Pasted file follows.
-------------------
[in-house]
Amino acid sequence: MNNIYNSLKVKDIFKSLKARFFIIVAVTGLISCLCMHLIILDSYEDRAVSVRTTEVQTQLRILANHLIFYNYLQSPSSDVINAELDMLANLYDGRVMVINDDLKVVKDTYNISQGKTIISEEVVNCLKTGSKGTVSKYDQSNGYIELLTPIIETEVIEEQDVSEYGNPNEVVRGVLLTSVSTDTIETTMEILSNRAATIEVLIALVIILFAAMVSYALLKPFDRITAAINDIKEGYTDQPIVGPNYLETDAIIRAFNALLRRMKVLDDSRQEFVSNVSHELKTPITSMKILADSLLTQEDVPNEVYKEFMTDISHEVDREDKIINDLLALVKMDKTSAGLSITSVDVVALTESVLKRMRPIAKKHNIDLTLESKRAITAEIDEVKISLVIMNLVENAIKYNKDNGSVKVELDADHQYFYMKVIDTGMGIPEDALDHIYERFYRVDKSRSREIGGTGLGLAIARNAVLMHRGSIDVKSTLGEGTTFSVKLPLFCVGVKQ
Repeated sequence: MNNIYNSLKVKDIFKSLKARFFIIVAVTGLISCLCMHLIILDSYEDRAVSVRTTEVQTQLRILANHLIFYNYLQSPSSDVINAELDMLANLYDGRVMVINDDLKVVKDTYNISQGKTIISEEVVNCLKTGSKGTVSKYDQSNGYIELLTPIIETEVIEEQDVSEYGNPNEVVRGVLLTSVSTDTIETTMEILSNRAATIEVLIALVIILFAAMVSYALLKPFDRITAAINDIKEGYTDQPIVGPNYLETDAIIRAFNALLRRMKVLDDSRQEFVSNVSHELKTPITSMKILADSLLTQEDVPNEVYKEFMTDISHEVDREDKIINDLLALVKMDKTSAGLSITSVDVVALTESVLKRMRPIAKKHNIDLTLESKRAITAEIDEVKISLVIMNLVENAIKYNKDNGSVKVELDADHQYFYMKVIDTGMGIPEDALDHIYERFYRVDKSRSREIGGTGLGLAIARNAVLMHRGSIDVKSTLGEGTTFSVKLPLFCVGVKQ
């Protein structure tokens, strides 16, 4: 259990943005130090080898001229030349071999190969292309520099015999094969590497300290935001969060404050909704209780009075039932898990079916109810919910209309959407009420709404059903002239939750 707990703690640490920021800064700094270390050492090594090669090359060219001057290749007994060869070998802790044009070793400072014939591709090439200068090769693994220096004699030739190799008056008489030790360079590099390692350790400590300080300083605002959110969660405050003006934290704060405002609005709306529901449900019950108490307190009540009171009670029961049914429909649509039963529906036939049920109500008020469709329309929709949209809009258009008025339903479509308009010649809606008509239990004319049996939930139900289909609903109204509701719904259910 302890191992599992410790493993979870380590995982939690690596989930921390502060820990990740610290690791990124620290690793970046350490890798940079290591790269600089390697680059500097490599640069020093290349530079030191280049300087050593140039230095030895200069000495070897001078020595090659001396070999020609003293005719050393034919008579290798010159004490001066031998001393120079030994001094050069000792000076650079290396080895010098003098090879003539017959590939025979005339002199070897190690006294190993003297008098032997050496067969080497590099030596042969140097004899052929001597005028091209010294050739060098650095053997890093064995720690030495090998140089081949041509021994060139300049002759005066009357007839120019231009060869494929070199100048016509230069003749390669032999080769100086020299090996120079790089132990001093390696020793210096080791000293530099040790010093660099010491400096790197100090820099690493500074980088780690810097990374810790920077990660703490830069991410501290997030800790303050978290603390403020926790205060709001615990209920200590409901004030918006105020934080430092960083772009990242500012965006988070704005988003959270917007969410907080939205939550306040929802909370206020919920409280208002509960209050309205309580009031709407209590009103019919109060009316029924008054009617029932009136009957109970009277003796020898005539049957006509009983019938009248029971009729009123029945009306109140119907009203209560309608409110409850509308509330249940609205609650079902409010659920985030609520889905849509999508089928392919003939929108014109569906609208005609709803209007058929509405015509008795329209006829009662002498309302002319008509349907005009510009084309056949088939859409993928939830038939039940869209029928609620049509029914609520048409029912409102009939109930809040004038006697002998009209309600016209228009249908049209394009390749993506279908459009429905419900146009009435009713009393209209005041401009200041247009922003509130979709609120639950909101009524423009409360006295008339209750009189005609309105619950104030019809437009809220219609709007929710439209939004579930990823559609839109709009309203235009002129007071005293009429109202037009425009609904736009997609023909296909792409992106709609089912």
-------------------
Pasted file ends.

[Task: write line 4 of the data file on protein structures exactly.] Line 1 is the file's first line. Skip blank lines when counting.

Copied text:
């Protein structure tokens, strides 16, 4: 259990943005130090080898001229030349071999190969292309520099015999094969590497300290935001969060404050909704209780009075039932898990079916109810919910209309959407009420709404059903002239939750 707990703690640490920021800064700094270390050492090594090669090359060219001057290749007994060869070998802790044009070793400072014939591709090439200068090769693994220096004699030739190799008056008489030790360079590099390692350790400590300080300083605002959110969660405050003006934290704060405002609005709306529901449900019950108490307190009540009171009670029961049914429909649509039963529906036939049920109500008020469709329309929709949209809009258009008025339903479509308009010649809606008509239990004319049996939930139900289909609903109204509701719904259910 302890191992599992410790493993979870380590995982939690690596989930921390502060820990990740610290690791990124620290690793970046350490890798940079290591790269600089390697680059500097490599640069020093290349530079030191280049300087050593140039230095030895200069000495070897001078020595090659001396070999020609003293005719050393034919008579290798010159004490001066031998001393120079030994001094050069000792000076650079290396080895010098003098090879003539017959590939025979005339002199070897190690006294190993003297008098032997050496067969080497590099030596042969140097004899052929001597005028091209010294050739060098650095053997890093064995720690030495090998140089081949041509021994060139300049002759005066009357007839120019231009060869494929070199100048016509230069003749390669032999080769100086020299090996120079790089132990001093390696020793210096080791000293530099040790010093660099010491400096790197100090820099690493500074980088780690810097990374810790920077990660703490830069991410501290997030800790303050978290603390403020926790205060709001615990209920200590409901004030918006105020934080430092960083772009990242500012965006988070704005988003959270917007969410907080939205939550306040929802909370206020919920409280208002509960209050309205309580009031709407209590009103019919109060009316029924008054009617029932009136009957109970009277003796020898005539049957006509009983019938009248029971009729009123029945009306109140119907009203209560309608409110409850509308509330249940609205609650079902409010659920985030609520889905849509999508089928392919003939929108014109569906609208005609709803209007058929509405015509008795329209006829009662002498309302002319008509349907005009510009084309056949088939859409993928939830038939039940869209029928609620049509029914609520048409029912409102009939109930809040004038006697002998009209309600016209228009249908049209394009390749993506279908459009429905419900146009009435009713009393209209005041401009200041247009922003509130979709609120639950909101009524423009409360006295008339209750009189005609309105619950104030019809437009809220219609709007929710439209939004579930990823559609839109709009309203235009002129007071005293009429109202037009425009609904736009997609023909296909792409992106709609089912």